You might wonder, but clay was an important commodity at that time because it was the basic material for pottery, monumental buildings, and even the creation of tablets. Ivory was a precious commodity, together with textiles and metals.

Barley was commonly used as a kind of payment for workers. You have probably heard about the strict rules implemented across the nation. To keep the security and integrity of the market, maximum prices and minimum wages were set by order in the Code of Hammurabi, as well as the terms of apprenticeships.

You should be reminded that Mesopotamia civilization had a limited natural resource base. The Mesopotamian people were fortunate in that they learned to make the most of what they had and improved it. As a result, profitable trading and organization were established.

Originally, Mesopotamia’s economy was built on agriculture, in which the most effective way of surviving was to plant a few crops and domesticate a few farm animals. Craftsmanship and carpentry became a major sector in subsequent years. Mesopotamia’s trade and economy were among the most successful in the world, if not the first.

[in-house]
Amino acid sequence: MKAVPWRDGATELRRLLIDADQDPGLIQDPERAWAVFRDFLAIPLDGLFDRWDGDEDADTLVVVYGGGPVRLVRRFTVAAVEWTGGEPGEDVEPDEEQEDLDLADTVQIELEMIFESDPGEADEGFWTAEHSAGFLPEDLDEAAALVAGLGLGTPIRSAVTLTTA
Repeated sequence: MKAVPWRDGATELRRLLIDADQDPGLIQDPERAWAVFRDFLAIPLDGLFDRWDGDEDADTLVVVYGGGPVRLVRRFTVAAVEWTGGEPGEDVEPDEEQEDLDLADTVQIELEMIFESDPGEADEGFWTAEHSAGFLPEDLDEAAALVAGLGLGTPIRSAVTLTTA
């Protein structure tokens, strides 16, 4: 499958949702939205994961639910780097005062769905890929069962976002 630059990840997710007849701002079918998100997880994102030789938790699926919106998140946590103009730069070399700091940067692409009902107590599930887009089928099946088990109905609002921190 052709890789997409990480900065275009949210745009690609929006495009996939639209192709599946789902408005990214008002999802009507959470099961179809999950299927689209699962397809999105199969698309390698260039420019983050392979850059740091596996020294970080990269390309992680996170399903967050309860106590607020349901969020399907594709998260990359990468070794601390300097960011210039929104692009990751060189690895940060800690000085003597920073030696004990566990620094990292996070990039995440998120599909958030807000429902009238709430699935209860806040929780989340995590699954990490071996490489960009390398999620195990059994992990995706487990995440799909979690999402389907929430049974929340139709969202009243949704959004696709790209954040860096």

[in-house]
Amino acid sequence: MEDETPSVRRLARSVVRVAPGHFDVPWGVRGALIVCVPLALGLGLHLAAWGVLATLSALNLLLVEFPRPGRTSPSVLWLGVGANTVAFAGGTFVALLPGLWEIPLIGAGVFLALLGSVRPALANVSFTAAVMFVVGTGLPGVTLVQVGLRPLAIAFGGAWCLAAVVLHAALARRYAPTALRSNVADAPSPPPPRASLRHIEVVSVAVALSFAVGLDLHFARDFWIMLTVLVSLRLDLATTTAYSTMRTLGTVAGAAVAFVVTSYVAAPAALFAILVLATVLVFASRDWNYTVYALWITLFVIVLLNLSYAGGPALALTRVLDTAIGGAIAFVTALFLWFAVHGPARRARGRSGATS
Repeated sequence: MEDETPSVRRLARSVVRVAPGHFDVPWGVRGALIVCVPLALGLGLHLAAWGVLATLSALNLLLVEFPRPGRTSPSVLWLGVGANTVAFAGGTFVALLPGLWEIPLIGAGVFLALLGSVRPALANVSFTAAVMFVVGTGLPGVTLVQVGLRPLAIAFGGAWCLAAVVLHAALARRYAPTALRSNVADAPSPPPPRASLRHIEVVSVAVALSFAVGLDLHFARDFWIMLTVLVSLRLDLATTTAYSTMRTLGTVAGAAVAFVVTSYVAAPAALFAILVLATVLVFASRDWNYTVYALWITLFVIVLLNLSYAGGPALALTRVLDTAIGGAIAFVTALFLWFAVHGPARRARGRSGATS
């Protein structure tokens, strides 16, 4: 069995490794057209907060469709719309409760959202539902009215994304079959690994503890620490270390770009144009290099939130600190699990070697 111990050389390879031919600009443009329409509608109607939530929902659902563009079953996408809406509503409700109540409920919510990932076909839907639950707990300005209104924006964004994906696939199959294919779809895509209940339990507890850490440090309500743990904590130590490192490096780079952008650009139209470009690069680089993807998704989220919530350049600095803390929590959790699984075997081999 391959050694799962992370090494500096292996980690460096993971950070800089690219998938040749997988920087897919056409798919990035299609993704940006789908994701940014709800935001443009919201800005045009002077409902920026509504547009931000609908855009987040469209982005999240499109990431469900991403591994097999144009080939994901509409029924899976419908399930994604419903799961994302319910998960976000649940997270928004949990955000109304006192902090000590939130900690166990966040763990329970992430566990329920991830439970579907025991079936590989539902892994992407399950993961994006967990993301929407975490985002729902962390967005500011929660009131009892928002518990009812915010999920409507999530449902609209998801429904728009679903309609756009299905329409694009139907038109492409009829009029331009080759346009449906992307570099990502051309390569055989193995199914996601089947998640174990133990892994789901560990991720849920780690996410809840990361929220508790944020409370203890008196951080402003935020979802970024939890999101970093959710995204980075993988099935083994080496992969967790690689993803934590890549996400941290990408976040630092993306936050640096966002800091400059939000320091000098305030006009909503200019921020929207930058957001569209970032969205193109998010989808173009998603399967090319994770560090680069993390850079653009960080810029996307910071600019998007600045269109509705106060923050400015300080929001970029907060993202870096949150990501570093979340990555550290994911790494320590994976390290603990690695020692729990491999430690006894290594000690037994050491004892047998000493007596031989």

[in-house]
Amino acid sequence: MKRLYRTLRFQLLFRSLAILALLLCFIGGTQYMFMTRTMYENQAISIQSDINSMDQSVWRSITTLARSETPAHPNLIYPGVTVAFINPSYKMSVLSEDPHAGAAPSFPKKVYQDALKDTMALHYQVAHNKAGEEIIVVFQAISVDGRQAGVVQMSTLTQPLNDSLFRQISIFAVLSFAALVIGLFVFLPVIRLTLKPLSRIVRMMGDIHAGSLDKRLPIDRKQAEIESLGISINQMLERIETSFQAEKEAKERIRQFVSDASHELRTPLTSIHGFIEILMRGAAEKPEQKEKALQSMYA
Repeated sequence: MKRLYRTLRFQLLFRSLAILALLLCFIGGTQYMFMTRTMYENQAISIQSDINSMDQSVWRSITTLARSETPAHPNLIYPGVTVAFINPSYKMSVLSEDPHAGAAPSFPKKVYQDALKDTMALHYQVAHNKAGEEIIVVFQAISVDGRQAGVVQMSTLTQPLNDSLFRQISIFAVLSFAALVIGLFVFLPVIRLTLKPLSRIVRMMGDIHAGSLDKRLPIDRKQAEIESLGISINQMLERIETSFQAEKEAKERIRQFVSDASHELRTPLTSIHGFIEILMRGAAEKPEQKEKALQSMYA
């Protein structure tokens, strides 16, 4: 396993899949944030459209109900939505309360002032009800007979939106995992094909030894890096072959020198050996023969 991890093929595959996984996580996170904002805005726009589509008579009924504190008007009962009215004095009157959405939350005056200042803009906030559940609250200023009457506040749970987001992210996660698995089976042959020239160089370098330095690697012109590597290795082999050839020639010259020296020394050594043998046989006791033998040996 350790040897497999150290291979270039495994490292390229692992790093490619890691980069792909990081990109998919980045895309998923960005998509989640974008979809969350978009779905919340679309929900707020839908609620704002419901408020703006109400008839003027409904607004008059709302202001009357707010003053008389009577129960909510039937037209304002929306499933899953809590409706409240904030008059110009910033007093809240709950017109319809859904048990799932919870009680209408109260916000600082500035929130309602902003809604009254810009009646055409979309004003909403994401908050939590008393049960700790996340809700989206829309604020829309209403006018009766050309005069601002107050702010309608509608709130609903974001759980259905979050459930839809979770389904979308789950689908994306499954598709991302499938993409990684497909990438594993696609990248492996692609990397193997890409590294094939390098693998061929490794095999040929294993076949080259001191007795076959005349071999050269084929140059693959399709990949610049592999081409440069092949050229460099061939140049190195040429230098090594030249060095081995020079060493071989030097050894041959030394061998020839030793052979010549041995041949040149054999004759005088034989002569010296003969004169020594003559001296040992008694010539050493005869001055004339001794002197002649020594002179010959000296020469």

Furthermore, the Mesopotamian people depended heavily on agriculture to generate the goods and products they needed to survive and to trade for items they couldn’t manufacture. Flaxseed was one of the local people’s staple foods, and it was grown once a year. Nets, linen, linseed oil, meal, and several medications were made from flax.